The protected area “Cigansko gradishte” is proposed in order to protect an old growth beech forest, the woodless zone, the populations and habitats of brown bears and capercaillies. Couples of bears inhabit the region of the boundary line and daily cross it. In the past the adjoining Greek rock formations were inhabited by Chamois. Nowadays, they appear periodically. Unfortunately, they are quickly shot at by Greek and Bulgarian poachers. Several habitats of capercaillies have been destroyed during timber harvesting activities. Therefore, one of the main goals of the future protected area would be the conservation of the capercaillie’s population which inhabits the beech forests. The protected area borders with the Greek National Rhodopes Park and with the Natura 2000 place GR1120003 that is included in it. In the woodless zone there are peat swamps and Rhodopean lily.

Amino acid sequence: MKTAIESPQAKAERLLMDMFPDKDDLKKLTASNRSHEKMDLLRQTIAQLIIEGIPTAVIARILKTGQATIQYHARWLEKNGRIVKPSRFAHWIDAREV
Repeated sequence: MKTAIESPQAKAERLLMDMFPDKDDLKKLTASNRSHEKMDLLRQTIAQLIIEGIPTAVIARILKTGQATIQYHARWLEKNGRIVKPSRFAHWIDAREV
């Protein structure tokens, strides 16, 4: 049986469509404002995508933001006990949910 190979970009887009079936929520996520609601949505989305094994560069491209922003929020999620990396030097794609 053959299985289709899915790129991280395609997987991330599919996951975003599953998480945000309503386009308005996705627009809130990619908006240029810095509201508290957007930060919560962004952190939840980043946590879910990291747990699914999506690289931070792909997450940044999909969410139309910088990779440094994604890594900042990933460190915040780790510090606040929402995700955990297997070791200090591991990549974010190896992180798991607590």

A rock hill - “Kozite skali”, located10 km north from the border and close to Rudozem, was proposed as Natural Monument. In the past those rocks have been inhabited by Chamois. The Natural Monument is small (about 300 ha) but it is extremelyinteresting because it would conserve not only the rock complexes but also one of the last preserved old-growth oak and beech forests in the region. In the future it could be an appropriate location for the recovery of the Chamois. A couple of black storks is been observed and it is presumed that it nests on the rock formation.
Our last proposal is the protected area “Gerzovica” which includes the homonymous area of the region of Smolyan to the village of Kesten as well as the region of Devin. It supplements from the North the Greek National Rhodopes Park and the included in it sites from Natura 2000 - GR1140001 and GR1140007. This particular territory is proposed with the purpose of conserving the habitats of trans-border populations of capercaillies, brown bears and Chamois. In 2007 a several small peat swamps were discovered precisely at the border. They would be studied during 2008. There is a great probability for these swamps to be proved to be a new type of habitat “Active raised bogs”- unknown till now in Bulgaria.